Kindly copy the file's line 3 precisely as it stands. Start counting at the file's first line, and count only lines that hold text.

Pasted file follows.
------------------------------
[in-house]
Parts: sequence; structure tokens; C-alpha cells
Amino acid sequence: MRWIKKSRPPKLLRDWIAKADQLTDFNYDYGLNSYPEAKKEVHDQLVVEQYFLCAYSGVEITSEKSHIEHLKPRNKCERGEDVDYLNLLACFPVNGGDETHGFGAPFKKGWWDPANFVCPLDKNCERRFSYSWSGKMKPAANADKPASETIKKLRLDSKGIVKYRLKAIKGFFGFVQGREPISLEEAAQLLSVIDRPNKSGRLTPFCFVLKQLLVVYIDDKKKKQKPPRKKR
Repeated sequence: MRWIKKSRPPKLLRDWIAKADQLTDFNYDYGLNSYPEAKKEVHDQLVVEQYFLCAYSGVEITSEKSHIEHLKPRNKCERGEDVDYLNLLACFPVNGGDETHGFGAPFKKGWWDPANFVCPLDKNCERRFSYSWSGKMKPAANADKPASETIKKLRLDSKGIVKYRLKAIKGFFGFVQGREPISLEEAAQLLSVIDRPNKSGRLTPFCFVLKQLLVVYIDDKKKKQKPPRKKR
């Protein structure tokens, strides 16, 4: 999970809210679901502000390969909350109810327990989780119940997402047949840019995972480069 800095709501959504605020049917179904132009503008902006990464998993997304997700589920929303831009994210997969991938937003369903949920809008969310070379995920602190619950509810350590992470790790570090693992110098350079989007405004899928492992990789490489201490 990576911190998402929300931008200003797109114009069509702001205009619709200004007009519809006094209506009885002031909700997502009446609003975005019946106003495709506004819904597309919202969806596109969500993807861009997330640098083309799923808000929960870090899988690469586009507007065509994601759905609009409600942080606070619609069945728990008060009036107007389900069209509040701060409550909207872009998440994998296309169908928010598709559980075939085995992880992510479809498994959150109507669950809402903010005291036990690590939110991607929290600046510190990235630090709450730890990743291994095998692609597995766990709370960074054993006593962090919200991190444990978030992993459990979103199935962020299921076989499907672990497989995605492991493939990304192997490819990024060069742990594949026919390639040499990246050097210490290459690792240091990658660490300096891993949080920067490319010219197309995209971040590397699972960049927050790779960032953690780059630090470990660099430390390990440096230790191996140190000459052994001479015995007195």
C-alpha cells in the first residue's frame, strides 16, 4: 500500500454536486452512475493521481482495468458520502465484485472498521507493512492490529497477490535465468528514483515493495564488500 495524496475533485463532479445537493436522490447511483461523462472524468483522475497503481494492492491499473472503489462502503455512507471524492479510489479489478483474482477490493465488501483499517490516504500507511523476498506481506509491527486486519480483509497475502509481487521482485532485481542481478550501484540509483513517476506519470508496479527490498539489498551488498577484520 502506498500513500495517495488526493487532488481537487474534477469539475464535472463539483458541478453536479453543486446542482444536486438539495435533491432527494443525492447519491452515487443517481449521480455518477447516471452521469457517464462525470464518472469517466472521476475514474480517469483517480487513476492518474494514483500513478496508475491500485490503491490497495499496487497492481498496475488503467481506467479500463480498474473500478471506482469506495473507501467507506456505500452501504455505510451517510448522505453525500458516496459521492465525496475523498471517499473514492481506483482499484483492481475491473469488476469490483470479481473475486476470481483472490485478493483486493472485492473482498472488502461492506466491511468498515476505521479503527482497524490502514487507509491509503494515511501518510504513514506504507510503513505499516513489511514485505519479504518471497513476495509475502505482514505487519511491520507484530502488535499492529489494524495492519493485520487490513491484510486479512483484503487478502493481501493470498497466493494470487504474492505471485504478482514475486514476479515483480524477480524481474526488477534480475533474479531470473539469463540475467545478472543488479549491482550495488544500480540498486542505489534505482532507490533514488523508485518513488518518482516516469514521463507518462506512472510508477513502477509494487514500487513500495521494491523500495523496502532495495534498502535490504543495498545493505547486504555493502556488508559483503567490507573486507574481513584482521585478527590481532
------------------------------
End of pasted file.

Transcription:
Amino acid sequence: MRWIKKSRPPKLLRDWIAKADQLTDFNYDYGLNSYPEAKKEVHDQLVVEQYFLCAYSGVEITSEKSHIEHLKPRNKCERGEDVDYLNLLACFPVNGGDETHGFGAPFKKGWWDPANFVCPLDKNCERRFSYSWSGKMKPAANADKPASETIKKLRLDSKGIVKYRLKAIKGFFGFVQGREPISLEEAAQLLSVIDRPNKSGRLTPFCFVLKQLLVVYIDDKKKKQKPPRKKR